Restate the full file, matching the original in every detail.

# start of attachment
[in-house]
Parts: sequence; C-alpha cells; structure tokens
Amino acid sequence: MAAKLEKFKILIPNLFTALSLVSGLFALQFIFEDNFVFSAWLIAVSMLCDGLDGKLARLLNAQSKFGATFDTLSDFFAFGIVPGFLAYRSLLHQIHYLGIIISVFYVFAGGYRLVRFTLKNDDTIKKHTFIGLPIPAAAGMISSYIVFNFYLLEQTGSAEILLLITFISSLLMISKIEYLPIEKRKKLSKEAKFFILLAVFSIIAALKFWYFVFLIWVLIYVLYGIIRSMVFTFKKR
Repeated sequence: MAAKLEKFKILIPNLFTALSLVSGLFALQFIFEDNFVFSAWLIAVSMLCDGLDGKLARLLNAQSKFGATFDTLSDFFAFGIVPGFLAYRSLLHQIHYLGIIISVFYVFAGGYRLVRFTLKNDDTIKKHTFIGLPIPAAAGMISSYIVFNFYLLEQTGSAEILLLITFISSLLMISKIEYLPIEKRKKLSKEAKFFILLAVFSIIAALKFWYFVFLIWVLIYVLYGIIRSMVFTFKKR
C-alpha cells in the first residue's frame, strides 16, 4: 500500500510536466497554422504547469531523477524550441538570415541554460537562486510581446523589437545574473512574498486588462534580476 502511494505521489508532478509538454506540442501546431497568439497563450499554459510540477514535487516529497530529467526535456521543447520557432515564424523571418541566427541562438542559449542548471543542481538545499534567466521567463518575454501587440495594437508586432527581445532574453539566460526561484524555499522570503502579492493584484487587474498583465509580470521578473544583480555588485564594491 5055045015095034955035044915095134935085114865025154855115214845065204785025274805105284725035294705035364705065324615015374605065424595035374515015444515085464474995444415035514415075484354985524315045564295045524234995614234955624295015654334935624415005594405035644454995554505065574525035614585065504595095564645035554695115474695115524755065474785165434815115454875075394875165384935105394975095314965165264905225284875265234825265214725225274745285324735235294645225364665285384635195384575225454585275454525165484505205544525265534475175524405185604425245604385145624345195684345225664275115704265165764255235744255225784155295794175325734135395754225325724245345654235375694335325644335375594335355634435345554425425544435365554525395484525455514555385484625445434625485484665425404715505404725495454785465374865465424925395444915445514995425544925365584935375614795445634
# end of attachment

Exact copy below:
[in-house]
Parts: sequence; C-alpha cells; structure tokens
Amino acid sequence: MAAKLEKFKILIPNLFTALSLVSGLFALQFIFEDNFVFSAWLIAVSMLCDGLDGKLARLLNAQSKFGATFDTLSDFFAFGIVPGFLAYRSLLHQIHYLGIIISVFYVFAGGYRLVRFTLKNDDTIKKHTFIGLPIPAAAGMISSYIVFNFYLLEQTGSAEILLLITFISSLLMISKIEYLPIEKRKKLSKEAKFFILLAVFSIIAALKFWYFVFLIWVLIYVLYGIIRSMVFTFKKR
Repeated sequence: MAAKLEKFKILIPNLFTALSLVSGLFALQFIFEDNFVFSAWLIAVSMLCDGLDGKLARLLNAQSKFGATFDTLSDFFAFGIVPGFLAYRSLLHQIHYLGIIISVFYVFAGGYRLVRFTLKNDDTIKKHTFIGLPIPAAAGMISSYIVFNFYLLEQTGSAEILLLITFISSLLMISKIEYLPIEKRKKLSKEAKFFILLAVFSIIAALKFWYFVFLIWVLIYVLYGIIRSMVFTFKKR
C-alpha cells in the first residue's frame, strides 16, 4: 500500500510536466497554422504547469531523477524550441538570415541554460537562486510581446523589437545574473512574498486588462534580476 502511494505521489508532478509538454506540442501546431497568439497563450499554459510540477514535487516529497530529467526535456521543447520557432515564424523571418541566427541562438542559449542548471543542481538545499534567466521567463518575454501587440495594437508586432527581445532574453539566460526561484524555499522570503502579492493584484487587474498583465509580470521578473544583480555588485564594491 5055045015095034955035044915095134935085114865025154855115214845065204785025274805105284725035294705035364705065324615015374605065424595035374515015444515085464474995444415035514415075484354985524315045564295045524234995614234955624295015654334935624415005594405035644454995554505065574525035614585065504595095564645035554695115474695115524755065474785165434815115454875075394875165384935105394975095314965165264905225284875265234825265214725225274745285324735235294645225364665285384635195384575225454585275454525165484505205544525265534475175524405185604425245604385145624345195684345225664275115704265165764255235744255225784155295794175325734135395754225325724245345654235375694335325644335375594335355634435345554425425544435365554525395484525455514555385484625445434625485484665425404715505404725495454785465374865465424925395444915445514995425544925365584935375614795445634